Finding Japan on the NYC Subway
The New York City Subway system is a vital part of the lives of the city’s over 8.5 million residents. Some aspects of the subway system are easily identified, for example, there are 469 stations, an annual average of nearly 5 million passengers ride the subway every day, and ridership is growing to levels not seen since the 1940s. What many of New York’s straphangers may not know is that their trains also have connections to Tokyo.
Every station in the New York Subway has a white and black striped wooden board located in the middle of the platform. These boards are used to ensure that the train has reached a point where its doors can be safely opened. Since 1996 MTA conductors have been required to “acknowledge” these boards in an effort to add an extra layer of safety. This practice came from Japan, where conductors must physically take note of various aspects of their work environment, such as speed indicators, signals, and their train’s position on the platform.
The Help Point Communication System is another safety device located on many station platforms. These call boxes, which allow riders to get help in emergency situations, were designed by Antenna, a New York company co-founded by Tokyo born designer Masamichi Udagawa. Antenna also designed the MTA ticket machines, the Go! Kiosks seen at many stations, and the interior and exterior of subway cars.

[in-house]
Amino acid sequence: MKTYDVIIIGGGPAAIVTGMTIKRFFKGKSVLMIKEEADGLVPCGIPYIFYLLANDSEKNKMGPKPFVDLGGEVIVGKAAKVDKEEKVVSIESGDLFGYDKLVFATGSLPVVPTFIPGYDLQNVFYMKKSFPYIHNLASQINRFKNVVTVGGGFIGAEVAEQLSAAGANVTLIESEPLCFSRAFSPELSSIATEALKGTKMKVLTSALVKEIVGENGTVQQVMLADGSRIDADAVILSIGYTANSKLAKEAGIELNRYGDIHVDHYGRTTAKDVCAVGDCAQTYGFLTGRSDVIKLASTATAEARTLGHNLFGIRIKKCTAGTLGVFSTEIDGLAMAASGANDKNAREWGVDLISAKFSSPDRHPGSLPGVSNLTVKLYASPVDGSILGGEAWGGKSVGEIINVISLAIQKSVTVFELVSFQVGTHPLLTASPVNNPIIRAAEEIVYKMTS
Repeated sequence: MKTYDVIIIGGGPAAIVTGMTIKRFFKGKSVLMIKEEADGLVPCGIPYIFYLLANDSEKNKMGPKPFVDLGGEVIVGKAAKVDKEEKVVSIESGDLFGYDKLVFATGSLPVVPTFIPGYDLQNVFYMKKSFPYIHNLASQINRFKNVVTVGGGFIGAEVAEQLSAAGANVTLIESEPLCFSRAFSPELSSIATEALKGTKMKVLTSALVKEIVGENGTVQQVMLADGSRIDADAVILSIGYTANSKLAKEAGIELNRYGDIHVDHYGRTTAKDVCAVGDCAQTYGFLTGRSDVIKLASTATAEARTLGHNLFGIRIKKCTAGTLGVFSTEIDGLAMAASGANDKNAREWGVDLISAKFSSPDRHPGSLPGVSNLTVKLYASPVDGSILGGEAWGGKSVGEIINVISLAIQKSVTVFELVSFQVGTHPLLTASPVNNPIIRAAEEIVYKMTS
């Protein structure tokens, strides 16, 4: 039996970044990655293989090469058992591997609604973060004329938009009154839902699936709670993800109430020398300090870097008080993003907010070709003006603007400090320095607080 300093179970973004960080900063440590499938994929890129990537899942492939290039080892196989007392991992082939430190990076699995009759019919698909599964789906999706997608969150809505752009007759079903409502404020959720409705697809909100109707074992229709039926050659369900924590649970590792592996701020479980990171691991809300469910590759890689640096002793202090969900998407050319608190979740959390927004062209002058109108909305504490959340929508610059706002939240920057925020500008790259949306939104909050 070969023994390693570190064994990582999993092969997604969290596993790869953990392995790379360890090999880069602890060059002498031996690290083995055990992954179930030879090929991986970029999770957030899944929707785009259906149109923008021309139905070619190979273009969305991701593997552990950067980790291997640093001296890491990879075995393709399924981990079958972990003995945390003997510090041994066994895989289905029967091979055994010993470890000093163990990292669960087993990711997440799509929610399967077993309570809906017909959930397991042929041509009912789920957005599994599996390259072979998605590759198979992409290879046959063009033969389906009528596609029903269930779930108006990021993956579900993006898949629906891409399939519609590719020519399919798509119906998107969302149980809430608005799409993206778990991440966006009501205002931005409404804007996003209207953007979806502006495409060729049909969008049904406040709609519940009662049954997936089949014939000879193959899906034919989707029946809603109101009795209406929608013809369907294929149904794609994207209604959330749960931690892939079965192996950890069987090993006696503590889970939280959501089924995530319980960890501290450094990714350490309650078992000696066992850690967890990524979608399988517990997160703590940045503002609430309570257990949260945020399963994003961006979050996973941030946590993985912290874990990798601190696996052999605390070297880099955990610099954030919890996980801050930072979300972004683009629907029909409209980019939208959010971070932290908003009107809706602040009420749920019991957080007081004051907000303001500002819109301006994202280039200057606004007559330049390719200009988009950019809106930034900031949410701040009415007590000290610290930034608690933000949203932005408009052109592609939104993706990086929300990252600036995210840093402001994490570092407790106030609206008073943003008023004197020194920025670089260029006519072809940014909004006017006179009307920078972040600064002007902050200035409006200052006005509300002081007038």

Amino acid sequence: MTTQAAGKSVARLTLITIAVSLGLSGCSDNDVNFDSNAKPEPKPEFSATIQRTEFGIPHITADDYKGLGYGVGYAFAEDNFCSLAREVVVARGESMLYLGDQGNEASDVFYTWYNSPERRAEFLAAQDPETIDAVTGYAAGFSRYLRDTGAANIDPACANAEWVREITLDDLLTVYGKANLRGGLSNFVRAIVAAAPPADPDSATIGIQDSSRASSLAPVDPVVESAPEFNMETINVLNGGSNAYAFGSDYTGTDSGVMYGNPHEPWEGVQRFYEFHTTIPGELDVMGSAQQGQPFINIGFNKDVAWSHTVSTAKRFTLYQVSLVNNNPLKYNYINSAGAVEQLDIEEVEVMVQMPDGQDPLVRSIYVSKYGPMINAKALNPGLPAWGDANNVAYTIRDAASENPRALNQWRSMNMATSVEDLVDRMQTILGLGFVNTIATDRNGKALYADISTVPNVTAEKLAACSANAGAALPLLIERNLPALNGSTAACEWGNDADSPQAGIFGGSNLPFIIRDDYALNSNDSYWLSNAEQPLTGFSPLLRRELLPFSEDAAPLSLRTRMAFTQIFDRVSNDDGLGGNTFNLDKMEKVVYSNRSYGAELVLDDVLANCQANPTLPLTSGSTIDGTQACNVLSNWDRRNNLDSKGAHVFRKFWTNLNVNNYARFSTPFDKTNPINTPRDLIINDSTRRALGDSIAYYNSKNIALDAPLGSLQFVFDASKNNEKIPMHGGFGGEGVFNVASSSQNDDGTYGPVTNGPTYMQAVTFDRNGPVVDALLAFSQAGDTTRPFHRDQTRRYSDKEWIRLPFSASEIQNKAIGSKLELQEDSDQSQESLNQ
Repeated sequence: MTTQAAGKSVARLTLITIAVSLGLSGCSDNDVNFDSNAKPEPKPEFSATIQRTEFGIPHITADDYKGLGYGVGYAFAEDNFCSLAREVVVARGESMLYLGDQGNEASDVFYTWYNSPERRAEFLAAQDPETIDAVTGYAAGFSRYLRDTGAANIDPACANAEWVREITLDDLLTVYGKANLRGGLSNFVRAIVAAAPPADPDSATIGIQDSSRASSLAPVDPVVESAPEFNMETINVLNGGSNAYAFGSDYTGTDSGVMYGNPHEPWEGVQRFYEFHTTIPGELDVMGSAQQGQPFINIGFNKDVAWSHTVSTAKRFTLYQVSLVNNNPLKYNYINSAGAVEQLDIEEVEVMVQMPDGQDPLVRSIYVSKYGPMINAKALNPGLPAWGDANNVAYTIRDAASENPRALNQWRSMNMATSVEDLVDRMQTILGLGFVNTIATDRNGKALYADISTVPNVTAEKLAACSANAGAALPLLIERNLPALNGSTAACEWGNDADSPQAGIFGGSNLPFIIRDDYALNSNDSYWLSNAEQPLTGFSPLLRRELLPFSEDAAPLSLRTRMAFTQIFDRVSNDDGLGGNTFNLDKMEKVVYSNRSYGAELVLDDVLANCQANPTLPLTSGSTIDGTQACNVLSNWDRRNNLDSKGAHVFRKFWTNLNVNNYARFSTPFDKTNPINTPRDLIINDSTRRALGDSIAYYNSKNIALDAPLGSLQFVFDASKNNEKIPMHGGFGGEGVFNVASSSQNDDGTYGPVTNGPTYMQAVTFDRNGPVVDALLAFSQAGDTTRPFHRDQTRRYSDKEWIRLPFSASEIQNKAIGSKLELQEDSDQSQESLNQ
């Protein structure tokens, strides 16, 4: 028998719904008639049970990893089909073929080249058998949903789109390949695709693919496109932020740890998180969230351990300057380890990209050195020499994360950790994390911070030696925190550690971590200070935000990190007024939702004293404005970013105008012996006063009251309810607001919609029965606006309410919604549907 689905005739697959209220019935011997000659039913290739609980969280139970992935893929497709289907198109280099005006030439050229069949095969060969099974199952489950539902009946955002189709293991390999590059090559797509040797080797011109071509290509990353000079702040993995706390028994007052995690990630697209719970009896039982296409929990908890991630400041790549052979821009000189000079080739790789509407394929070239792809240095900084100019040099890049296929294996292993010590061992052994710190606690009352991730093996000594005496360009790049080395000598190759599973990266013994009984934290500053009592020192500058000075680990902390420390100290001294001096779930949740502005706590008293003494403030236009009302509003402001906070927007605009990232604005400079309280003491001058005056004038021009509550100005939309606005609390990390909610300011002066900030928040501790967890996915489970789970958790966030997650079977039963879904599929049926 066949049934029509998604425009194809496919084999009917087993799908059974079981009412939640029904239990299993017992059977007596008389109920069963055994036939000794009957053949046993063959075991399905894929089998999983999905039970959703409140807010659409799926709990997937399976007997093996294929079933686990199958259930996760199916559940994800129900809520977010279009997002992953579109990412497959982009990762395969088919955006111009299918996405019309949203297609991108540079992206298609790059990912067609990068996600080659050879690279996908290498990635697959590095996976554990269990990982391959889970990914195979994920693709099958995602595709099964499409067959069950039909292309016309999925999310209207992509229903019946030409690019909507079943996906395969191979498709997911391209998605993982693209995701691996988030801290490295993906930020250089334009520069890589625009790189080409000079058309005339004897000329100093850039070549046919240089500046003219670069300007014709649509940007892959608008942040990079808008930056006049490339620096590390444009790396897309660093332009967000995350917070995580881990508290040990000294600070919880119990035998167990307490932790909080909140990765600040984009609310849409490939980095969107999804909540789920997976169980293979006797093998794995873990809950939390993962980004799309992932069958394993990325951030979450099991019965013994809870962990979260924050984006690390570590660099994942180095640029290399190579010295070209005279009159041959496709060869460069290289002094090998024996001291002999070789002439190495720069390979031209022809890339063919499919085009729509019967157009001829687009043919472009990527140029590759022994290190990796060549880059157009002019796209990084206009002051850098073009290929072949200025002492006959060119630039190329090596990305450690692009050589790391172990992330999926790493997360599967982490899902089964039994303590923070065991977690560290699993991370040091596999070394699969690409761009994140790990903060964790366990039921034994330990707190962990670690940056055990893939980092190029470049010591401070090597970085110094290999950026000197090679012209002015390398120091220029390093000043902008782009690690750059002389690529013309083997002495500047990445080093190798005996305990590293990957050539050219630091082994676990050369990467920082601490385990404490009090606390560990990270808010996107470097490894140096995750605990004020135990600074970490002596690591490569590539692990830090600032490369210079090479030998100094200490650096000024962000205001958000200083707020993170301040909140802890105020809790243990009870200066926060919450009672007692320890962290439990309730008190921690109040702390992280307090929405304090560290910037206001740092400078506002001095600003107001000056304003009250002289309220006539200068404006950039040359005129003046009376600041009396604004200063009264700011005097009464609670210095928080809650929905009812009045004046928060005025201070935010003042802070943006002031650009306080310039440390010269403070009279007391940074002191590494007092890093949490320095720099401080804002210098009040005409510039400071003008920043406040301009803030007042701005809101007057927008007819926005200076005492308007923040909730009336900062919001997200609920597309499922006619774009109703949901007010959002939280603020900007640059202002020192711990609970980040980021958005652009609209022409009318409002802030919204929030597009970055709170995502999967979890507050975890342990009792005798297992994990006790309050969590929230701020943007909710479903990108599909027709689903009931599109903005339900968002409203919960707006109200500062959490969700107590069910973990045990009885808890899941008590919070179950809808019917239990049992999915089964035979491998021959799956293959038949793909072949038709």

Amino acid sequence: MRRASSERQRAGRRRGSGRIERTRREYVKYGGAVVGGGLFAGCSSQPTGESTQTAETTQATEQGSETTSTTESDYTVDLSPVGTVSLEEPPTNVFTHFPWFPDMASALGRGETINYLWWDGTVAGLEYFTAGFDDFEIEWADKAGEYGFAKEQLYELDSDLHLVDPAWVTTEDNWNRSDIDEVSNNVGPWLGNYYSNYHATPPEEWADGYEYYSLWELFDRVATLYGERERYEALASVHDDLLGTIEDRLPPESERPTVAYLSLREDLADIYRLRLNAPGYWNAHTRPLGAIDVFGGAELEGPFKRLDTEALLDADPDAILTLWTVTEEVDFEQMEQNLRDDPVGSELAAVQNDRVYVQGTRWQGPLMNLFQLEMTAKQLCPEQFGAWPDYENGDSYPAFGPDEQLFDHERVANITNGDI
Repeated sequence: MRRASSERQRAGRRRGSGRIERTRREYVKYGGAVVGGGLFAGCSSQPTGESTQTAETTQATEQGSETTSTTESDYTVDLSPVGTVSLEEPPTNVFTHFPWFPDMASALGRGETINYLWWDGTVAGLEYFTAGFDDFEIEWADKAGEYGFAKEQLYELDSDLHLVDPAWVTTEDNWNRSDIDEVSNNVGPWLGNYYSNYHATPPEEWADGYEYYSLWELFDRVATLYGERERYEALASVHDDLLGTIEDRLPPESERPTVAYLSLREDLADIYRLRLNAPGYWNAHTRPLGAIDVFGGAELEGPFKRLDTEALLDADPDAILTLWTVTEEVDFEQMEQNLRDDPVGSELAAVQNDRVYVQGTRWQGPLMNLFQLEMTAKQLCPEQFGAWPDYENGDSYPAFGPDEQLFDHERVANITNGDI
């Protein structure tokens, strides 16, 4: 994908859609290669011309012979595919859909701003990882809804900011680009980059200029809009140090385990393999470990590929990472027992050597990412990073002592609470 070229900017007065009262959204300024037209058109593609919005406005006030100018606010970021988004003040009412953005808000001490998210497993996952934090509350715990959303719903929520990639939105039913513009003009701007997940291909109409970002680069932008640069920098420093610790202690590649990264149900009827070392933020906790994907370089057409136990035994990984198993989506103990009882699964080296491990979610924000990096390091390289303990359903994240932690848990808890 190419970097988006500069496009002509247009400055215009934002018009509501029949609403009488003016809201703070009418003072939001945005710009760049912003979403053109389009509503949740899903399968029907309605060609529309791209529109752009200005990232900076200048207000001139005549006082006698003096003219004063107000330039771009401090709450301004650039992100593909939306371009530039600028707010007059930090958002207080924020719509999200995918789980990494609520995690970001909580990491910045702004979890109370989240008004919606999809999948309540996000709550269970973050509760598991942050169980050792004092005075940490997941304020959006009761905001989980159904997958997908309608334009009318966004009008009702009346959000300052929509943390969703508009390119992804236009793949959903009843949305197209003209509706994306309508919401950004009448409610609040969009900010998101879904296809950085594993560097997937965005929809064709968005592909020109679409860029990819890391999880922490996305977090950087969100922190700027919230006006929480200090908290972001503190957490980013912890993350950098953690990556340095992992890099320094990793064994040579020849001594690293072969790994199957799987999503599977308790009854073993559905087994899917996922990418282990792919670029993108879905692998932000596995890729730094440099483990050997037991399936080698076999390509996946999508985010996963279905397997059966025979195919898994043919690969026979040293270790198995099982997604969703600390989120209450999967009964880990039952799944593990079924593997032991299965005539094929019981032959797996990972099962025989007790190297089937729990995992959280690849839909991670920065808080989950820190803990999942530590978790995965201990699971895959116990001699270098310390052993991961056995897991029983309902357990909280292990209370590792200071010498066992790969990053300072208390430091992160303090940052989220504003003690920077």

Kawasaki Heavy Industries manufactured many of the trains designed by Antenna. New York commuters have a very high chance of riding on one of their trains, with every third train running on the New York Subway possibly having come out of their factories. Kawasaki became the first foreign firm to win a contract to produce railcars for the New York City subway system back in the 1980s, and has continued constructing trains for the MTA, Metro-North, the Long Island Railroad, PATH, and other systems around the U.S. at their plant in Yonkers ever since. Kawasaki is not alone either, many Japanese companies manufacture trains for a wide range of transit networks across the country, from automated people movers to commuter and freight trains.
Many of the same companies that make trains for U.S. transit systems also make trains for the Tokyo subway. Tokyo’s subway network carries over nine million passengers every day. There are thirteen lines that comprise the network, and they are home to some of the busiest stations in the world. One example is Shinjyuku Station, which has over 200 exits, its own navigation app, numerous train lines, and sees an average of over three and a half million people pass through its doors daily.
Because so many people ride Tokyo’s subway, its ticket gates are extremely efficient and riders can pay for their tickets several ways. In addition to physical tickets, riders can use IC cards like Suica, which was introduced in 2001, or Near Field Communication (NFC) enabled phones by waving them over a plate on metro turnstile machines. A similar system that incorporates electronic payments is currently being planned by the MTA, and should be operational by 2022.